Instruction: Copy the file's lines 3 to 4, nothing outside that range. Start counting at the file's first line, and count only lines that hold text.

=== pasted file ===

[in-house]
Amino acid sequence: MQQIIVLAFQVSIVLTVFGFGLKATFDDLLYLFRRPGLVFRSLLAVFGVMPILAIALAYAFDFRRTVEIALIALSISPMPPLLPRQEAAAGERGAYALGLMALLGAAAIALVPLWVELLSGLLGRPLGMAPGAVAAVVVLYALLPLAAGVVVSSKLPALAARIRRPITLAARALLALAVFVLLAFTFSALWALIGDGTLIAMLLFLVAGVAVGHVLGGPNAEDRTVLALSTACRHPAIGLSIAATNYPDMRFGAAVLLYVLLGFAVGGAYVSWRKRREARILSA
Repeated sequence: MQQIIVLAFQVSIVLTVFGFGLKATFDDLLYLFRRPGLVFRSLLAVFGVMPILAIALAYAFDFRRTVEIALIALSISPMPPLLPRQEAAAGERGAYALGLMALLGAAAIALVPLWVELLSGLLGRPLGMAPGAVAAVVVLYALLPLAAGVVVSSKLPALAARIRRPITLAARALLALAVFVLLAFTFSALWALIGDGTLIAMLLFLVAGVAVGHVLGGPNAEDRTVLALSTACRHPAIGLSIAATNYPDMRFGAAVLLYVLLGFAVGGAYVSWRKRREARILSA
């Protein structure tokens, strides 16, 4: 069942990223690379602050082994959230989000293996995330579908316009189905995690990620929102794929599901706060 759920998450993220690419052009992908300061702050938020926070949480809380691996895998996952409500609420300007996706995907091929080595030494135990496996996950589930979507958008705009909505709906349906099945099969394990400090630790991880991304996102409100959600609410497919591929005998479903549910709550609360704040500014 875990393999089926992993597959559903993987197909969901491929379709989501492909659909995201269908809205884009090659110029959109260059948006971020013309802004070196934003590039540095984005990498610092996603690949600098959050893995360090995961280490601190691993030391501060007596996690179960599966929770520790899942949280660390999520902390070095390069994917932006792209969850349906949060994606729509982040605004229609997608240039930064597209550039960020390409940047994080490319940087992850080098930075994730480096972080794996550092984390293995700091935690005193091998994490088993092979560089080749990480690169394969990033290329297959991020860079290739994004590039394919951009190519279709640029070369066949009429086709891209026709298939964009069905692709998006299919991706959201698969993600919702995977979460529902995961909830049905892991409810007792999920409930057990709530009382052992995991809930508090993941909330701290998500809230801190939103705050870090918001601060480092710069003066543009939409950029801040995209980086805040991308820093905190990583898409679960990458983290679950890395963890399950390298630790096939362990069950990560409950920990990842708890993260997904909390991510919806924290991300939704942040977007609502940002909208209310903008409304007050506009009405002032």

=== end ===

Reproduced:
Repeated sequence: MQQIIVLAFQVSIVLTVFGFGLKATFDDLLYLFRRPGLVFRSLLAVFGVMPILAIALAYAFDFRRTVEIALIALSISPMPPLLPRQEAAAGERGAYALGLMALLGAAAIALVPLWVELLSGLLGRPLGMAPGAVAAVVVLYALLPLAAGVVVSSKLPALAARIRRPITLAARALLALAVFVLLAFTFSALWALIGDGTLIAMLLFLVAGVAVGHVLGGPNAEDRTVLALSTACRHPAIGLSIAATNYPDMRFGAAVLLYVLLGFAVGGAYVSWRKRREARILSA
């Protein structure tokens, strides 16, 4: 069942990223690379602050082994959230989000293996995330579908316009189905995690990620929102794929599901706060 759920998450993220690419052009992908300061702050938020926070949480809380691996895998996952409500609420300007996706995907091929080595030494135990496996996950589930979507958008705009909505709906349906099945099969394990400090630790991880991304996102409100959600609410497919591929005998479903549910709550609360704040500014 875990393999089926992993597959559903993987197909969901491929379709989501492909659909995201269908809205884009090659110029959109260059948006971020013309802004070196934003590039540095984005990498610092996603690949600098959050893995360090995961280490601190691993030391501060007596996690179960599966929770520790899942949280660390999520902390070095390069994917932006792209969850349906949060994606729509982040605004229609997608240039930064597209550039960020390409940047994080490319940087992850080098930075994730480096972080794996550092984390293995700091935690005193091998994490088993092979560089080749990480690169394969990033290329297959991020860079290739994004590039394919951009190519279709640029070369066949009429086709891209026709298939964009069905692709998006299919991706959201698969993600919702995977979460529902995961909830049905892991409810007792999920409930057990709530009382052992995991809930508090993941909330701290998500809230801190939103705050870090918001601060480092710069003066543009939409950029801040995209980086805040991308820093905190990583898409679960990458983290679950890395963890399950390298630790096939362990069950990560409950920990990842708890993260997904909390991510919806924290991300939704942040977007609502940002909208209310903008409304007050506009009405002032």